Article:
Recently I found myself idly returning to an old suggestion: fitting Old Norse cosmogony into a Kabbalistic template. Both have similar emanatory passages, although as Kabbalists vociferously used the written word to transmit, formulate, and arguably consciously create their mythology, they had similarly detailed personal redemptive paths, something which Old Norse mythology has not preserved to such an extent. Accordingly, this aspect has been left absent.
In under a thousand words, this is obviously not a detailed interpretation. It is also worth clarifying that the Lurianic Kabbalistic template I have adopted here is predominantly derived from Aryeh Kaplan’s Inner Space – which serves as an excellent introduction to Kabbalistic concepts – and, to a lesser extent, Sanford Drob’s Kabbalah and Postmodernism.
The Old Norse cosmogonic narrative begins with Ginnungagap which is not simply a barren emptiness – although it is exactly this on one level – but also a creative absence. It is this willing aspect of the absence that allows the opposing elements of fire from Múspellsheimr and ice from Niflheimr to interact. In this context, Múspellsheimr represents the infinity of possibility, while Niflheimr represents a desire for singularity. Evidently, this is a paradox, but a necessary one as neither can be comprehensible without the concept of the other. This paradox is facilitated by the inherent contractive emptiness of Ginungagap, which causes an interaction that is characterised by the fire of Múspellsheimr acting as a volitional agent that melts the monolithic rime of Niflheimr. Accordingly, this effortlessly germinates Ymir, the hermaphroditic primordial being, who is stated to have simply “fallen into place” – the perfect actualisation of a latent potentiality.
As the primordial abyss, Ginnungagap corresponds quite well to Ayin, but also with the sephira Kether as the creative absence that wills and facilitates interaction. An excellent symbol for this is the space necessary for atomic reactions to occur. Accordingly, the fire of Múspellsheimr and the ice of Niflheimr correspond with Ein Sof and Ohr Ein Sof, infinity and the singular light that fills the infinity. In this sense they also correspond to the sephirot Chokhmah and Binah, gnosis and understanding respectively – the former is infinite, the latter isolates to classify finitely.
The Primordial Being
Ymir’s existence is sustained by the milk of Auðumbla, the primordial aurochs, who seems to spontaneously represent the fecundity of the aforementioned interaction between Múspellsheimr and Niflheimr. Auðumbla, for her part, subsides by licking salt from blocks of rime, by which she sculpts Búri, the first “man” and grandfather of Óðinn, Vili and Vé. This demonstrates a definite emphasis on masculinity and external creation using water, especially when Óðinn and his compatriots’ later creation of Askr and Embla is taken into account. For its part, Ymir also creates three beings: a man and a woman from its armpits, and a six-headed being from its legs. In contrast, this reproduction is internal – or, at least, suggests an asexual mitosis – and seems to represent equality within plurality, the offspring being male, female and indeterminately non-human.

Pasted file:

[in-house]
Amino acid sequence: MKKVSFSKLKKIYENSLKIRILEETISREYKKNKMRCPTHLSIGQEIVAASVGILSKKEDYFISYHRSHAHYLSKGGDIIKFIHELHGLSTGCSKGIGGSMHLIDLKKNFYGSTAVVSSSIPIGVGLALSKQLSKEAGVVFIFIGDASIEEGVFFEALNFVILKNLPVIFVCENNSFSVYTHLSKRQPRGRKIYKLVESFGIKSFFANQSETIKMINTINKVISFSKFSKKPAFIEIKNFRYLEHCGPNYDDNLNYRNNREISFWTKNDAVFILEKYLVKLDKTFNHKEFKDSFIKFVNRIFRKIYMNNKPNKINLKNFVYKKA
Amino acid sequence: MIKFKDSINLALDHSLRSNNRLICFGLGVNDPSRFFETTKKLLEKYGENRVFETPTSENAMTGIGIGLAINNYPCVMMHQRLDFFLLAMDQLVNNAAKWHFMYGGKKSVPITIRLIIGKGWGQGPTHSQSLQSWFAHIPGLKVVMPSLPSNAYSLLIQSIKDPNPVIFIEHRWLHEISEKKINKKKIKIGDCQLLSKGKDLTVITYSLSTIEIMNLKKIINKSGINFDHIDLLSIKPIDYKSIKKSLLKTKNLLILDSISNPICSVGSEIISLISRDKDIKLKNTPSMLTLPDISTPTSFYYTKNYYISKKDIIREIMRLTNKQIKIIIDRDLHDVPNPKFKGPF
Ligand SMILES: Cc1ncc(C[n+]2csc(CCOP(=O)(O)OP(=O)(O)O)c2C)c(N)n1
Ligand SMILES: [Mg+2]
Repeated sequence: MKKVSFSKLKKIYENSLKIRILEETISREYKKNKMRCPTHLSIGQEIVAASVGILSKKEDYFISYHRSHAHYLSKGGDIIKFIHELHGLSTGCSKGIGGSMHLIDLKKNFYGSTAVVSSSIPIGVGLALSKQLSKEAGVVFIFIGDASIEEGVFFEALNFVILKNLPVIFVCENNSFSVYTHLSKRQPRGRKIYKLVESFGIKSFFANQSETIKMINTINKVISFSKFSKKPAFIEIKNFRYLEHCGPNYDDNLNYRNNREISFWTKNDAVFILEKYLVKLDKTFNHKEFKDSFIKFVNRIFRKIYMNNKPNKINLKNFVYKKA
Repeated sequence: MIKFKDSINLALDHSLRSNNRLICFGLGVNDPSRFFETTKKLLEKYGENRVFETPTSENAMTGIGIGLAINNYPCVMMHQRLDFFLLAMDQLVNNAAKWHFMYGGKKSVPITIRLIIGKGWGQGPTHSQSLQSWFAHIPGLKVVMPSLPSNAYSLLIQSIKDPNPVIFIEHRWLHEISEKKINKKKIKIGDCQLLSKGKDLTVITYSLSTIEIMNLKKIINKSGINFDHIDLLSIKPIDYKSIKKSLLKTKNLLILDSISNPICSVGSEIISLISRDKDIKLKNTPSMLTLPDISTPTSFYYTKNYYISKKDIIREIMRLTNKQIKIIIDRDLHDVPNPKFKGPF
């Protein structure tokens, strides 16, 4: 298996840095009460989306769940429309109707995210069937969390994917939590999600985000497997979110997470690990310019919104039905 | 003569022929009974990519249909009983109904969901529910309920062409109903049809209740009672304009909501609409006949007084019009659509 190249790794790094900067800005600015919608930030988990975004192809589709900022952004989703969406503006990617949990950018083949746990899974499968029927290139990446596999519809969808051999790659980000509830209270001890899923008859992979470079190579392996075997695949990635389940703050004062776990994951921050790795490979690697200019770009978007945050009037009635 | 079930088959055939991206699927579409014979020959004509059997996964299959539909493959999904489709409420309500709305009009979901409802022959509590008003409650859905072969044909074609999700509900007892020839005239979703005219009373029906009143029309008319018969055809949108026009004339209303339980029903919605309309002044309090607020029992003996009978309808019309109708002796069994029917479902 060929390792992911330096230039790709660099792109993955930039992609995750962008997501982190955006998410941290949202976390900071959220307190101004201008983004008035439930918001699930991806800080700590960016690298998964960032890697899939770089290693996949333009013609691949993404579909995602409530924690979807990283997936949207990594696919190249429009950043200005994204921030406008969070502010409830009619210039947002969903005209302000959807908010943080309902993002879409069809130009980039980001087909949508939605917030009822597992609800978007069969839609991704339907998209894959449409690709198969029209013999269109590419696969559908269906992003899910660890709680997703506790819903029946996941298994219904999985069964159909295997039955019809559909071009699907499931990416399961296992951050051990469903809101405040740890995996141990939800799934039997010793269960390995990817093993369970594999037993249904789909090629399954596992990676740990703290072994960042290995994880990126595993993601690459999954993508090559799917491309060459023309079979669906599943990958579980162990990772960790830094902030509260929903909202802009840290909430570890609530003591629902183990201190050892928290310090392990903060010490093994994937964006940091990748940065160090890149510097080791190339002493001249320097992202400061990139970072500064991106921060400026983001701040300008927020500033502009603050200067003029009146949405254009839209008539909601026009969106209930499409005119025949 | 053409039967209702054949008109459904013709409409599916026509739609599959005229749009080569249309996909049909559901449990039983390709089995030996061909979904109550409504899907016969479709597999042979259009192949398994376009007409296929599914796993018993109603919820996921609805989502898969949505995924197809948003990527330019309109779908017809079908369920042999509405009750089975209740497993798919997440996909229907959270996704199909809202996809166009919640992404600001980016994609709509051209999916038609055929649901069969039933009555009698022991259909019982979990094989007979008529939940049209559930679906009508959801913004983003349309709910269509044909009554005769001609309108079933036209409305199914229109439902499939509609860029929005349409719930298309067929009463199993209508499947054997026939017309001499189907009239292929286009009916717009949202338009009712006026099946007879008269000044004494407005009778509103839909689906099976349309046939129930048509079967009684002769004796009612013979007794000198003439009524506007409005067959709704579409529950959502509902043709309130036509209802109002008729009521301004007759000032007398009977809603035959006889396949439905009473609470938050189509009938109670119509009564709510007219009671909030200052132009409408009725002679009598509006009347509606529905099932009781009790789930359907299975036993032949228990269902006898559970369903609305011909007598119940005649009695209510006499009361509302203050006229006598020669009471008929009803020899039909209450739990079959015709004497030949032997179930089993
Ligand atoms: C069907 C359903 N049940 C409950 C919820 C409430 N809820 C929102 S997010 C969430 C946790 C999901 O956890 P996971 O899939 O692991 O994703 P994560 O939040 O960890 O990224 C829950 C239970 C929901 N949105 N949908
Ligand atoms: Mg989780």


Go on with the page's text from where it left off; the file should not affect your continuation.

As primordial beings Ymir and Adam Kadmon also correspond quite well, particularly as they are both torn apart to create the cosmos which they both essentially mediate: Adam Kadmon by supervising the filling of the sephirot; and Ymir and Auðumbla’s symbiotic creation of further beings. The major difference is that, in terms of the surviving mythology, Ymir could not be described as a proposed divine correspondent of humanity as this role is subverted by the Æsir and Vanir.
The essentiality of Ymir and Auðumbla’s creation is a cancerous ‘overfilling’ of this contracted primordial space – as the aforementioned perfect actualisation of a latent potentiality – that tears its unity and disperses it throughout a cosmos created by the influences of their six offspring. The last aspect is humanity, as created by Óðinn and his compatriots, which solidifies the physical world, at least according to humanity’s initial perception.
Critically, there is a symmetry between the overfilling of the six middle sephirot that causes the shevirat (shattering) and the six beings that Ymir and Auðumbla create. At this stage of both cosmogonies, these six sephirot and beings are the first that represent any personal, human characteristics.
In summary, I hope this has post presented a relatively clear skeleton of a comparative study between Old Norse and Kabbalistic cosmogonies. The following table summarises the comparison described above.
One could, of course, create linkages between the six middle sephirot and Ymir and Auðumbla’s six offspring (which could also be linked to the remaining six Old Norse worlds), yet this is outside the scope of this post and would increase its length many times over. Furthermore, although the roles and identities of Óðinn, Vili and Vé have been analysed in numerous places, the roles and identities of Ymir’s offspring have generally been ignored. One exception to this is Vexior’s (a.k.a. Ekortu) Gullveigarbók which, while not strictly academic, does raise some interesting points.